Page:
map and null values
peter.levart at gmail.com
Thu Jan 3 06:57:17 PST 2013
On 01/03/2013 12:42 PM, Doug Lea wrote:
> On 01/03/13 05:41, Peter Levart wrote:
>> On 01/02/2013 06:01 PM, Brian Goetz wrote:
>>> Note that many existing Map implementations throw NPE when you try and
>>> put a null key or value into it anyway.
>> That's true, but the default *replace* method could do better for those
>> (3rd party) Maps that allow null values.
> To back up:
> 1. Everyone who has contemplated the issue sees that allowing
> null elements in Stream API methods is a questionable idea.
> Some of us think that we should bite the bullet now and
> either not permit them or always ignore them. But the consensus
> is to instead say in effect that any element operation involving
> nulls is free to do anything it likes (use them, ignore them,
> or blow up).
> 2. Because Maps often feed and are fed by streams, and because
> parallel stream operations require concurrent maps, and because
> the required concurrent map operations cannot accept nulls
> (not because of meanness, but correctness), it is especially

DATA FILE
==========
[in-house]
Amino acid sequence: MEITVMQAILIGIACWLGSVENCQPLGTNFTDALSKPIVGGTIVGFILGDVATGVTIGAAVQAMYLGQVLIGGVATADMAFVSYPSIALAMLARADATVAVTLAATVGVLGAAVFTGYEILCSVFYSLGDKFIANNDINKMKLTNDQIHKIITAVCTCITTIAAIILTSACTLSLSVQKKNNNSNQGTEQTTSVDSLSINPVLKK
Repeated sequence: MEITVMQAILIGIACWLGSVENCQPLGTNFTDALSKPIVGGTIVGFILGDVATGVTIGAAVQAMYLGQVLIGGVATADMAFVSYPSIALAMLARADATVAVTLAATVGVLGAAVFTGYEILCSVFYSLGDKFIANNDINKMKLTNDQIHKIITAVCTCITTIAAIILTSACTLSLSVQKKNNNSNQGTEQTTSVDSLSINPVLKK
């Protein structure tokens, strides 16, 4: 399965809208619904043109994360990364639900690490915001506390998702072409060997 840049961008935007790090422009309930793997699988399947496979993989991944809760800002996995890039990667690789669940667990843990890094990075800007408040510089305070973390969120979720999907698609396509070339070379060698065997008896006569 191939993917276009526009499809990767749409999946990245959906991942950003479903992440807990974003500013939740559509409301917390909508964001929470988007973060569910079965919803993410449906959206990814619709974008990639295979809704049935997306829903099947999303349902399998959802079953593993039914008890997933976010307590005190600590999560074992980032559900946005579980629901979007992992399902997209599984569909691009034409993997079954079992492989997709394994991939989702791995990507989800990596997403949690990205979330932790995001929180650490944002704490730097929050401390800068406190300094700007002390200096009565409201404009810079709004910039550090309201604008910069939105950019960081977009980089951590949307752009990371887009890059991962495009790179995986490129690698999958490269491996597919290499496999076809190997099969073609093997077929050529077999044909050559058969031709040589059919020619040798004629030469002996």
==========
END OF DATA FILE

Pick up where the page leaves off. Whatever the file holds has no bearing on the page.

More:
> questionable to allow them. But we took the same tactic as (1):
> The added stream-support Map methods don't strictly forbid nulls,
> they just don't don't do what some people who use null values
> would like.
> Moral: If you'd like to use new JDK8 stream/collection/map
> features, it would be a good idea to get rid of your nulls now.
> Otherwise you are at the mercy of all the particular policies
> of all the methods reachable from stream operations.
> This is not really different than the current state of affairs.
> For example, sorting collections with nulls always blows up but
> finding them via contains() usually doesn't. But the uniformity
> of the Stream API makes people realize just how fragile their
> null-containing collections and maps really were.
All well and understood for Stream API. And one nice thing about Stream
API is, that it is clearly separated from the rest of (old) collections
API by 2 methods on j.u.Collection: stream() & parallelStream(). So if
your collections or maps contain null elements and you invoke any of
those two methods, you are asking for trouble. And javadoc for those 2
methods should warn you about that. But other added methods (on Map for
example) are useful for themselves also in plain non-concurrent
scenarios, especially if they get optimized implementations in say
j.u.HashMap. And if there is a way to provide a single default
implementation in j.u.Map that satisfies both ConcurrentMap
implementations that don't allow nulls and plain Map implementations
that allow nulls, why not provide it?
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